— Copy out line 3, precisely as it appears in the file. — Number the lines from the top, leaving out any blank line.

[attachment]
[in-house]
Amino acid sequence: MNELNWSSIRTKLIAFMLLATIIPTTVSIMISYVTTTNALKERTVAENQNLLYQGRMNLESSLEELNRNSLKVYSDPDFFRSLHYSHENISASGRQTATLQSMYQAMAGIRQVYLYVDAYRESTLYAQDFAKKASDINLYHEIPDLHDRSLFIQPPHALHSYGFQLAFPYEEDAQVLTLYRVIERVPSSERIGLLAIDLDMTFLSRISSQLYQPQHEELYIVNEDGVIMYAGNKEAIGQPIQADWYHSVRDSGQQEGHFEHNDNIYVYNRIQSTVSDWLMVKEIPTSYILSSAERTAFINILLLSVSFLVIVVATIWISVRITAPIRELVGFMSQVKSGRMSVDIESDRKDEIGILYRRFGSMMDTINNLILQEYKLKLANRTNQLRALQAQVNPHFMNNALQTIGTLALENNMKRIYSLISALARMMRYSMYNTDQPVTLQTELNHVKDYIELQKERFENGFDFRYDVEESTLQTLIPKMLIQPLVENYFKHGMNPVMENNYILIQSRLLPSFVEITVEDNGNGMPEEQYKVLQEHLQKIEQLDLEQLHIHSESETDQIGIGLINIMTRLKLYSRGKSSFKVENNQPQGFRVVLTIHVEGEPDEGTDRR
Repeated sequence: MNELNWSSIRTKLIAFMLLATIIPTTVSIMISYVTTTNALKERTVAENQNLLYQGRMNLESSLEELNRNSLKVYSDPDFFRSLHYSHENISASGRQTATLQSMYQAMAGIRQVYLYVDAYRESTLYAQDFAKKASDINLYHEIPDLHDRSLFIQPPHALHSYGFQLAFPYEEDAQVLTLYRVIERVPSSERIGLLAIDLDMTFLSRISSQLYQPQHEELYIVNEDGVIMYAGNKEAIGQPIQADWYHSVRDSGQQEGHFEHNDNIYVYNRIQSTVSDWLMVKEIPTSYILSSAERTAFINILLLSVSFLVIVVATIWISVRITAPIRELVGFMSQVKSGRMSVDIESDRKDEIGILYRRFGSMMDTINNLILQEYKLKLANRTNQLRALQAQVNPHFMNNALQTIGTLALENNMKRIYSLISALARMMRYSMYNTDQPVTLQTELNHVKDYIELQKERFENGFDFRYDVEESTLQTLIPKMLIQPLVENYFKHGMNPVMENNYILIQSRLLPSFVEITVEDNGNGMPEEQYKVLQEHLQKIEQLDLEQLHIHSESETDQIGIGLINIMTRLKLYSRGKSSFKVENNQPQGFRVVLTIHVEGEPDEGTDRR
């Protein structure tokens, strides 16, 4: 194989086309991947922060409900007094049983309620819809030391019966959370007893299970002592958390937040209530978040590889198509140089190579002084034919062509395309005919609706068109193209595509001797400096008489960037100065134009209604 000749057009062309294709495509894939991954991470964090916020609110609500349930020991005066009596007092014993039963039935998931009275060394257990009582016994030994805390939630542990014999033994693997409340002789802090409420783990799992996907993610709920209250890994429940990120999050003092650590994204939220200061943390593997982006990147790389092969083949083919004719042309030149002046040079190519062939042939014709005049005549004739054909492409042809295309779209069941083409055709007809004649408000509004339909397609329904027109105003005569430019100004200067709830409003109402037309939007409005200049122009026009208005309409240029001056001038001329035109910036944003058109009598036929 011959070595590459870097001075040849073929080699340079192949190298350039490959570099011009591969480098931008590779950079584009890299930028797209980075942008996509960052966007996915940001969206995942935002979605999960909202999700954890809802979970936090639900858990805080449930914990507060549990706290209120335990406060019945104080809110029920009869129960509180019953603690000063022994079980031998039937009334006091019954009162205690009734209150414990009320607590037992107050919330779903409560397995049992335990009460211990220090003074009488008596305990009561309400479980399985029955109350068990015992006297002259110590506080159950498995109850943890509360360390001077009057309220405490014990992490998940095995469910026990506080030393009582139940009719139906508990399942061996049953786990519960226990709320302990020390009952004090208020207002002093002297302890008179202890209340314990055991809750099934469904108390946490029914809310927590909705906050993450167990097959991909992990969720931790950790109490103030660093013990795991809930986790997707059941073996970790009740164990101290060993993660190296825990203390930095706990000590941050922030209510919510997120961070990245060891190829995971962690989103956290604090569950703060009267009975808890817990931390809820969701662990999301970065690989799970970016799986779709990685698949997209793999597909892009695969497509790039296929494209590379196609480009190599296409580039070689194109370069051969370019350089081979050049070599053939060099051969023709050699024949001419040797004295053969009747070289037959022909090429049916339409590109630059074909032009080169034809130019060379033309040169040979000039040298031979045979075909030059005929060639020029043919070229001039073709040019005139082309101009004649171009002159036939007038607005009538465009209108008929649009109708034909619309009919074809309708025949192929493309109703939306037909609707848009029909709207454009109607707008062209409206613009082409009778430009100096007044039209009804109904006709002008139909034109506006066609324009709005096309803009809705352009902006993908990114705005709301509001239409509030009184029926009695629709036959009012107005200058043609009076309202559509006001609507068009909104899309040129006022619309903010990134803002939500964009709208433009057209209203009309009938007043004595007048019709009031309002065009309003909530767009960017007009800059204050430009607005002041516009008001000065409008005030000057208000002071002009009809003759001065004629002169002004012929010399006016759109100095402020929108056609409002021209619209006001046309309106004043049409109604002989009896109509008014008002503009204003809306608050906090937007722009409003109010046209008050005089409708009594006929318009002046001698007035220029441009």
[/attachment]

Repeated sequence: MNELNWSSIRTKLIAFMLLATIIPTTVSIMISYVTTTNALKERTVAENQNLLYQGRMNLESSLEELNRNSLKVYSDPDFFRSLHYSHENISASGRQTATLQSMYQAMAGIRQVYLYVDAYRESTLYAQDFAKKASDINLYHEIPDLHDRSLFIQPPHALHSYGFQLAFPYEEDAQVLTLYRVIERVPSSERIGLLAIDLDMTFLSRISSQLYQPQHEELYIVNEDGVIMYAGNKEAIGQPIQADWYHSVRDSGQQEGHFEHNDNIYVYNRIQSTVSDWLMVKEIPTSYILSSAERTAFINILLLSVSFLVIVVATIWISVRITAPIRELVGFMSQVKSGRMSVDIESDRKDEIGILYRRFGSMMDTINNLILQEYKLKLANRTNQLRALQAQVNPHFMNNALQTIGTLALENNMKRIYSLISALARMMRYSMYNTDQPVTLQTELNHVKDYIELQKERFENGFDFRYDVEESTLQTLIPKMLIQPLVENYFKHGMNPVMENNYILIQSRLLPSFVEITVEDNGNGMPEEQYKVLQEHLQKIEQLDLEQLHIHSESETDQIGIGLINIMTRLKLYSRGKSSFKVENNQPQGFRVVLTIHVEGEPDEGTDRR